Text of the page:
What is a CT scan?


A CT scan is a painless diagnostic procedure that uses x-rays from a device that rotates around you, allowing the creation of 2D images through the body in any directional plane. 3D images can also be created to help demonstrate various aspects of your body.

 

 

Important information

Please notify one of our staff if there is a chance you could be pregnant. Most CT imaging tests will be delayed if you are pregnant. However if a CT is absolutely necessary, all possible precautions will be used to decrease the radiation dose to the foetus.

 

Please bring with you all your previous medical imaging results and images. This is very important as it allows our Radiologists to accurately report on the progress of your medical condition.

 

 

Preparation for a CT scan

The preparation for a CT exam depends on the type of exam that has been requested. Usually you will be required to remove all jewellery and some clothing from the area to be examined and you may need to wear a gown during the exam.

 

If your examination could possibly require an IV contrast injection, you will be asked to fast for 4 hours. You may also need to drink an oral contrast or water mixture for one hour prior to the exam if your study involves looking at your abdomen.

 

For your examination, one of our helpful staff members will discuss with you any specific instructions that is required.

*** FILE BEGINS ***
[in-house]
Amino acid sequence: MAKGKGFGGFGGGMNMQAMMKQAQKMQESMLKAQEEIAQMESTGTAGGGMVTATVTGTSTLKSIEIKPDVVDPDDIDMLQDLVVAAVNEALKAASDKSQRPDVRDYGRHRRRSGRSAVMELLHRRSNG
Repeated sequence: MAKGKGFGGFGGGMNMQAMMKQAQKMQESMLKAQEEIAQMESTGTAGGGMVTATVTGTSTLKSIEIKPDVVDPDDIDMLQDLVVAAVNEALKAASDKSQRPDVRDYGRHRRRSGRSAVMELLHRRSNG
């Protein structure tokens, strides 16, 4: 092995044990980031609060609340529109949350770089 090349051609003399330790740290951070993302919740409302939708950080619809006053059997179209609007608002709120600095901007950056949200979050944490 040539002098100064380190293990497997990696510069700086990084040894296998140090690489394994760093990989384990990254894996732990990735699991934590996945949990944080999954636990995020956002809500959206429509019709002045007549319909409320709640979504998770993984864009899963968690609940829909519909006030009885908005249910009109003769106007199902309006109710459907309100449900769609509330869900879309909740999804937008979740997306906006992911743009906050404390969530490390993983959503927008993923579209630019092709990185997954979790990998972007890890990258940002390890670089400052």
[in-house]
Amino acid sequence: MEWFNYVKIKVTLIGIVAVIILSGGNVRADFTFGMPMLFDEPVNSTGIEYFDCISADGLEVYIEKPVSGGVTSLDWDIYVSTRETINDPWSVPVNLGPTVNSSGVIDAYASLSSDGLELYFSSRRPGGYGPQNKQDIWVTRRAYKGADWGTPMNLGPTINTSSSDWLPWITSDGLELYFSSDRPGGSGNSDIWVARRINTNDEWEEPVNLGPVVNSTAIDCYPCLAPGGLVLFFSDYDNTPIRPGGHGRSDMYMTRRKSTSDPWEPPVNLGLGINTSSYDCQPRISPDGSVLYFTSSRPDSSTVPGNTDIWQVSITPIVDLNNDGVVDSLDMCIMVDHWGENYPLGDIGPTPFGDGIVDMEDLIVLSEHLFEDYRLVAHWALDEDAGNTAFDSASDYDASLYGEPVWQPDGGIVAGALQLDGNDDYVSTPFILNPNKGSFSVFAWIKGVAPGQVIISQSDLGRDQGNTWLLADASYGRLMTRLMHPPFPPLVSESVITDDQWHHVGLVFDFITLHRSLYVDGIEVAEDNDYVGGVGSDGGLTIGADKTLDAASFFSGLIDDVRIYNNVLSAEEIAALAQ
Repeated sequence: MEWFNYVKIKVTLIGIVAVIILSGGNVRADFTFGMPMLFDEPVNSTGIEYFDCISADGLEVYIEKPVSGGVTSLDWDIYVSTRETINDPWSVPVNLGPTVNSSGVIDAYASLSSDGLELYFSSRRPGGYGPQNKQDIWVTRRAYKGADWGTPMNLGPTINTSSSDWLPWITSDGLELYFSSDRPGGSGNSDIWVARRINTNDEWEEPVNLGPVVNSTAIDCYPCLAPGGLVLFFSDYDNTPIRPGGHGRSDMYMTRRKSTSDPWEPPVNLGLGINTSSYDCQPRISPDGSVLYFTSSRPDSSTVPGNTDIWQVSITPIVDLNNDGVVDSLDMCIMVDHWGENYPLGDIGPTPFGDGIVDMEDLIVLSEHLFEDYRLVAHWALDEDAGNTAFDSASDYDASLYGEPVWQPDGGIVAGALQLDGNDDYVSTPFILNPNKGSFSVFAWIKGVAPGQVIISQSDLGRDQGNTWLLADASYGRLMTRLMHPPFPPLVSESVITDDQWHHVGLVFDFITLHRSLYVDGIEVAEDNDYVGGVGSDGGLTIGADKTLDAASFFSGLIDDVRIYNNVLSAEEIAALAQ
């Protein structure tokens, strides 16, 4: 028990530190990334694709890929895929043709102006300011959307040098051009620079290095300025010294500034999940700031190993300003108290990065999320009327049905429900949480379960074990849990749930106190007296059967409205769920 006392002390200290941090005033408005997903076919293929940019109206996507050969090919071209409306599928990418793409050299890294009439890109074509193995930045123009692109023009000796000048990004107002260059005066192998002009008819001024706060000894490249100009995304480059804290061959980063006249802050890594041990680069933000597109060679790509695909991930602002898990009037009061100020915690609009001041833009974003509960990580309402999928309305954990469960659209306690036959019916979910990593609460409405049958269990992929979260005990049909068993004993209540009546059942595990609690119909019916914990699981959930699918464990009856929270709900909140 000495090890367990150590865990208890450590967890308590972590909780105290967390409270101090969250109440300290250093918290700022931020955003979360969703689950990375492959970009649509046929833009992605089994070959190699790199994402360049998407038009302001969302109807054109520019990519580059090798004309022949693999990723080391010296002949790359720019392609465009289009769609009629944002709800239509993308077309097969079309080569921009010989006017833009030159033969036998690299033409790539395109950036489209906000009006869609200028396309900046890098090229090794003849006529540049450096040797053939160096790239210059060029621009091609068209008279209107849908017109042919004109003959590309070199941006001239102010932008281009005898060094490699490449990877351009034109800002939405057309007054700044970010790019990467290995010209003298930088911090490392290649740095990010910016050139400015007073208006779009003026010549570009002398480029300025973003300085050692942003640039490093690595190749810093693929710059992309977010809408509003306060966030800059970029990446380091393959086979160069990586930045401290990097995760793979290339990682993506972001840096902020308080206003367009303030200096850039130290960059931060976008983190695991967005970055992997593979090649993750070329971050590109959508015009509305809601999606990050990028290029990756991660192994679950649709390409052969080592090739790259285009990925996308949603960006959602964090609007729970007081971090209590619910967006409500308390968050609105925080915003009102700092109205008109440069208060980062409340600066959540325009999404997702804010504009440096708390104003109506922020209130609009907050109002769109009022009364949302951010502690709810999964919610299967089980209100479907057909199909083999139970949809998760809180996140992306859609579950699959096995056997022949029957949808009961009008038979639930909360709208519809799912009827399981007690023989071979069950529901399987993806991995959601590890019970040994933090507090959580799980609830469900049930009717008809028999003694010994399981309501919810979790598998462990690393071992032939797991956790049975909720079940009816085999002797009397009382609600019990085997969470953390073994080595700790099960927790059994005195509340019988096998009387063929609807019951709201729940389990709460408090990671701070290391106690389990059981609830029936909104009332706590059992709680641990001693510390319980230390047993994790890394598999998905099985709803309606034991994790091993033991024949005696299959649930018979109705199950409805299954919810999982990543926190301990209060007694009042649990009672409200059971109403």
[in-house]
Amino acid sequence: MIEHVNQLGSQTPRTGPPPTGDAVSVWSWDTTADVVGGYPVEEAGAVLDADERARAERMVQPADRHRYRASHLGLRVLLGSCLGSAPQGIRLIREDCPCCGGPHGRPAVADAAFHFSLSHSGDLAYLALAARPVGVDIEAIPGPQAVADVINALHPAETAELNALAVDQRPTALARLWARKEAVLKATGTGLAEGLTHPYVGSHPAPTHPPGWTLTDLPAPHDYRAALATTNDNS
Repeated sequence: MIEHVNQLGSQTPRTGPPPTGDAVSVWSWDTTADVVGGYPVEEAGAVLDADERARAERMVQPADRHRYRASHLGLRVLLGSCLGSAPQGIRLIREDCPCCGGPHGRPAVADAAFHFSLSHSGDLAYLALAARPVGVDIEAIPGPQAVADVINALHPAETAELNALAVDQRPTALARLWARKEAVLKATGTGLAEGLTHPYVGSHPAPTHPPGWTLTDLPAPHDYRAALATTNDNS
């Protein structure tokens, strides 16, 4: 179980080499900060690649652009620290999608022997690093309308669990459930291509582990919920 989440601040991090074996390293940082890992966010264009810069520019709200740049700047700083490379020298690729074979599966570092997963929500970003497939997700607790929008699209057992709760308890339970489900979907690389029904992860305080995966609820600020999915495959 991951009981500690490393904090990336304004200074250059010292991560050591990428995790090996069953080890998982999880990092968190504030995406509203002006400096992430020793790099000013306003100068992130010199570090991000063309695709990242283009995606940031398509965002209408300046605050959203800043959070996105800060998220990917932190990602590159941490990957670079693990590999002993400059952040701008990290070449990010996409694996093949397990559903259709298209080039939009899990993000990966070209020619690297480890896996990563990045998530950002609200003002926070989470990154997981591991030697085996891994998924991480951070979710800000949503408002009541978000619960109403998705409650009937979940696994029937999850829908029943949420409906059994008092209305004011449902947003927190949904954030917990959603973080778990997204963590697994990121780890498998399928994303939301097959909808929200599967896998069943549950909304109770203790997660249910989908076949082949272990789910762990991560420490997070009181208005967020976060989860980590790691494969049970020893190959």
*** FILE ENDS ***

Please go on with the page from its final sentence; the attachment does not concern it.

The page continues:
During the CT exam

Most exams only take between 10-20mins. The Medical Imaging Technologist, will position you in a specific position but for most studies, it usually involves lying on one’s back with either head or feet towards the CT machine. You will need to stay completely still and may need to suspend breathing for a few seconds while the CT scan is performed.

 

If your examination requires an IV contrast injection, this usually will give you the feeling of a ‘warm flushing sensation’ that lasts for only a short amount of time. The iodinated contrast injection is used to make vessels and organs distinct from the surrounding tissue creating a more diagnostic image.

 

 

After the CT exam

The Radiologist, who is a specialist in interpreting medical images, will review the images taken and prepare a report for your Referring Doctor. Your Referring Doctor after reading the report will discuss with you the results of the imaging examination.